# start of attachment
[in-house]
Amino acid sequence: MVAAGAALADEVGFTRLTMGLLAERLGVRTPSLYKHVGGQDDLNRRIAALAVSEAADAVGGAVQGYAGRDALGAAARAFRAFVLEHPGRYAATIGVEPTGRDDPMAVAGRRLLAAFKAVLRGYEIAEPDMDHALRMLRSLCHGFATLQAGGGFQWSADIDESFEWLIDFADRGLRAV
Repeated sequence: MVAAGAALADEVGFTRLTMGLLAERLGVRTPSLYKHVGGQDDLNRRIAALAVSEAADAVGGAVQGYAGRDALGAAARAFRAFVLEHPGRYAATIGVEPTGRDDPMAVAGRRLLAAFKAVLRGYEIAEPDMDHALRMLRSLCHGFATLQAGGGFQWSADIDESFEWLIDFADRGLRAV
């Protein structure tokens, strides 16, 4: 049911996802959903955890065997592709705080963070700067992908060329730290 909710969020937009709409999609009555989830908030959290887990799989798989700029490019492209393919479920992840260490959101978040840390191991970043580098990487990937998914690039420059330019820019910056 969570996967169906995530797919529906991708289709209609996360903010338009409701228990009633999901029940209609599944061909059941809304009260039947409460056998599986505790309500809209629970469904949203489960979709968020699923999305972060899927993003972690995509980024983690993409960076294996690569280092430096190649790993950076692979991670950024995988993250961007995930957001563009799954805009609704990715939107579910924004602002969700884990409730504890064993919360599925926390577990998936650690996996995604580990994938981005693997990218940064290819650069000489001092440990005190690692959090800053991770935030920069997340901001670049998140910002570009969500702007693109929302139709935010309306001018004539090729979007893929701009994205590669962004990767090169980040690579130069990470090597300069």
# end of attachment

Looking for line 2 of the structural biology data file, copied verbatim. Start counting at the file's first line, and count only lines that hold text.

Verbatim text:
Amino acid sequence: MVAAGAALADEVGFTRLTMGLLAERLGVRTPSLYKHVGGQDDLNRRIAALAVSEAADAVGGAVQGYAGRDALGAAARAFRAFVLEHPGRYAATIGVEPTGRDDPMAVAGRRLLAAFKAVLRGYEIAEPDMDHALRMLRSLCHGFATLQAGGGFQWSADIDESFEWLIDFADRGLRAV